Looking at the votes I can clearly see others here have the same thoughts as I do, meaning you need dealer support at this stage in the game... Years and years down the road when you have your own parts department and a toolbox that only moves on wheels because it's so heavy, then you can consider all sorts of crazy machines but even then we tend to stick to the traditional, time proven brands.

So buying used, you want to go see your nearest (used brand) dealer and ask them if that's even something they would work on when it breaks down... There's a good chance, even if they say they will, that when something serious goes it will be the end of that machine if you don't know how to fix it yourself.

And buying new, same story so if you want dealer support then you'll have to buy from a dealer.

Those Home Depot machines just don't hold up to commercial use.
If all your mom's doing is her own yard that's fine, a few more here and there maybe but much more and it will start to break down, no question.
I am really mechanically inclined. I have been working on lawn tractors and snow blowers and other small engines for a few years now. I have a garage bay at my mom's house that has my projects in it. I currently have a JD 210 in there that has a plow for it that will probably eventually be my beginner plow rig until i buy a HD truck or something that can handle a plow.

I am thinking about dealer support through this, knowing that if anything major happens that i will have to bring it in to a shop, but also knowing that I can do most of the service work and basic repairs on it. I have found a few exmark turf tracers for 2500 to 4500 dollars and I have heard good things about them. I have also found a hustler mini z with a 44 inch deck and a kawi for 3500 looks to be in good shape. I also found a kubota with about 150 hours on it for 3500 ish, I know nothing about kubota so if anyone runs kubota I would love to know what people have to say.

I am in northern ct if that helps at locating good stuff in my area for those that want to help about a half hour south of springfield mass. about a half hour to 45 minutes outside of hartford connecticut. some of you know what to look for in pictures and good machines so if any of you are looking hope that helps you get an area around me.
 

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Discussion Starter · #59 ·
you are 100% correct in the best thing to do is have wheels spinning. I am trying to figure out a mower that won't be a headache to deal with fixing things and time at the dealer. I also am looking to figure out what machines are under powered and I should never waste my time on. I also kinda need to figure out a sufficient mower to grow with. I have all my flyers and logo stuff done.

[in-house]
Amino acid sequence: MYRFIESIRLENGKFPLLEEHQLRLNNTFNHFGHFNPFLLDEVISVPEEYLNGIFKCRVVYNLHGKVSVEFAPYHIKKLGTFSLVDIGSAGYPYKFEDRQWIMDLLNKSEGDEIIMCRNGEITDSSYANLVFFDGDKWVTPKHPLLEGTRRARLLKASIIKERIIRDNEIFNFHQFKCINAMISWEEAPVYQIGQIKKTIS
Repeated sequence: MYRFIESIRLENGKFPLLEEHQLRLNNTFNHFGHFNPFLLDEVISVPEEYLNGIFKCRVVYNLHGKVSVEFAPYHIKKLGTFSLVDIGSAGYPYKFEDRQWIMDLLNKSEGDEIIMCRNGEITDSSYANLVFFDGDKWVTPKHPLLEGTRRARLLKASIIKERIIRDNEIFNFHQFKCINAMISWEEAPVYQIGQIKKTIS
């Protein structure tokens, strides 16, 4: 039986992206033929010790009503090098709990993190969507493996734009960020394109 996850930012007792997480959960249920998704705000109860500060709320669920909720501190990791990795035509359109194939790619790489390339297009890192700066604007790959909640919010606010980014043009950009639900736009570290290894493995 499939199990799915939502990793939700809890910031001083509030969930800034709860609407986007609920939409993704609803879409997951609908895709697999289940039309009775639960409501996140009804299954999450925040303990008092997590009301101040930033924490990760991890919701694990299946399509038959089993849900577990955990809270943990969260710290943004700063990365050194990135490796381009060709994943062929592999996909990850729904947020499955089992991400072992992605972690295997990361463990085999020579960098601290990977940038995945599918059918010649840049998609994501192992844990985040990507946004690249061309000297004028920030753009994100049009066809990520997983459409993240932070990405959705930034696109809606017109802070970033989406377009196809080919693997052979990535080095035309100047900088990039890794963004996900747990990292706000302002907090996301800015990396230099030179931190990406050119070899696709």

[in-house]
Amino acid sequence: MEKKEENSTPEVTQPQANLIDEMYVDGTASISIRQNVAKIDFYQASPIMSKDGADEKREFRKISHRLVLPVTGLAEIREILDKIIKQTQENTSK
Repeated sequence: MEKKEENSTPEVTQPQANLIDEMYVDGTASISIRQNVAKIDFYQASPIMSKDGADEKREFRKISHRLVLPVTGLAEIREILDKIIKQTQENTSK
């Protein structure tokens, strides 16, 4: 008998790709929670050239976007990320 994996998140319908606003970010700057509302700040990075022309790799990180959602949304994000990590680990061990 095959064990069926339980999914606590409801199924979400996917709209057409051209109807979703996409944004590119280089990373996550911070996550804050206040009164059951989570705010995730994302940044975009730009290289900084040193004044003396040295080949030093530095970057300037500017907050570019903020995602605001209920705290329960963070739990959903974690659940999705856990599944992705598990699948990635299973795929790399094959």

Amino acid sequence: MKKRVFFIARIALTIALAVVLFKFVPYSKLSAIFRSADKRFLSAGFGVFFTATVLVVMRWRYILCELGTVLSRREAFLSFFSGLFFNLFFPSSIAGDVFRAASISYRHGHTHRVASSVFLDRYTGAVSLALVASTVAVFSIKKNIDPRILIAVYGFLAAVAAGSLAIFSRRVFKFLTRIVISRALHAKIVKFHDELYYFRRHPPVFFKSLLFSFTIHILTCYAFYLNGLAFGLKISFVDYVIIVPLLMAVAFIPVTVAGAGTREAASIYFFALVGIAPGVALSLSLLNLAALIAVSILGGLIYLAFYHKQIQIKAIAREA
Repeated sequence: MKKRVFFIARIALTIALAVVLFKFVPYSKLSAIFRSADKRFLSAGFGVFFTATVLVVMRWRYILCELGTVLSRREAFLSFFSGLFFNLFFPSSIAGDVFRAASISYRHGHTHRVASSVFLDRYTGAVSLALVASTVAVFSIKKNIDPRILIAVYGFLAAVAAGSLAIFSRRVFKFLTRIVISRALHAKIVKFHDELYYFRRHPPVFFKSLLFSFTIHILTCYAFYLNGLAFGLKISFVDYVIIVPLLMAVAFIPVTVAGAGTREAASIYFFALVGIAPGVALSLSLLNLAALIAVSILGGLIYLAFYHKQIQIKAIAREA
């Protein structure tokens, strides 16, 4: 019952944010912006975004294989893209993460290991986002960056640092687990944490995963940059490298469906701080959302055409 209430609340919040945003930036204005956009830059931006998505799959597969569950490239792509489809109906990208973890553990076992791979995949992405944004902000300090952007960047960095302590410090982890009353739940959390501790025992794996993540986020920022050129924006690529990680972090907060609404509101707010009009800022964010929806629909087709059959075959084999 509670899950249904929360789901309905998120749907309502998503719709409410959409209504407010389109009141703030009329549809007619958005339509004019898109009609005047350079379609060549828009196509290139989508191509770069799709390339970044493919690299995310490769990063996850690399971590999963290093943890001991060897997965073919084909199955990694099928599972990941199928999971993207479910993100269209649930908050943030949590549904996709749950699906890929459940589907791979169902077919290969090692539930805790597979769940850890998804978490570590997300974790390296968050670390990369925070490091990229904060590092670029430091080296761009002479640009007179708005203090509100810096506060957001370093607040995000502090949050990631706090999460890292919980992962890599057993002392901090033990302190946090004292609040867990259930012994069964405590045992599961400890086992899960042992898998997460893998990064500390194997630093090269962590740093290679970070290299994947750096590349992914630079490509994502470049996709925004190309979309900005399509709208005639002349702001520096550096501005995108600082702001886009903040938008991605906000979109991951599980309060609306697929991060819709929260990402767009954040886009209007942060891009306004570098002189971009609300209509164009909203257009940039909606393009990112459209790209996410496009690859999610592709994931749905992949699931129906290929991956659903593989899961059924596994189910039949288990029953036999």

I am currently mowing the customers I have . I am dealing with an old lawnflite mower that i would say is late 80's or early 90's from what I could find. It is not the best but it is hydrostatic and has a 44 inch deck with electric deck lift. that brings me to the negatives.... It is an old old machine. getting parts for it will be a pain probably (luckily nothing has had to have parts ordered.... yet), and it doesn't run like it used to. right now it has this weird thing where i will be cruising along through the lawn and the blades will just cut out, i flip the lever for them down and then pull it back up and they come on at like half power. I suspect it is something binding in the deck or one of the springs is worn out so the tensioner doesn't always keep tension on the belt.

That is the main reason why I am looking at machine options, is to remove wear and tear from that machine. It is not built to handle 5 or 6 1 acre lots. also it is not as nimble or agile as a zero turn. I am looking at taking that step to get something better for the business. I have 8 grand in savings separate from a college fund, but that needs to also buy a decent truck with in a year so i have allocated 4 to 5 grand to buy some ranger or s10 or cheap suv. I allocated that money to a vehicle because I don't know how long it will take me to be able to make back the money I put into a machine, I also want to upgrade my power tools, buy more landscape tools and equipment, and buy more tools for my shop (I currently do all of the maintenance on equipment, along with a few project pieces of equipment).
in order to grow, I think I am going to need to upgrade my mower. at a certain point speed pays. I am looking to up my efficiency to be able to pick up more customers and know that I can reliably service them while also being a student and athlete. there is only so much daylight in a day.
 

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I was told to get a walk behind when I was new here but I thought a stander would get more chicks. I just went and bought a walk last winter and my brand new stander has been sitting for months. My situation is unique with properties on the marsh and sandy soft soil overall but I wish I took the advice that a walk is the best first mower.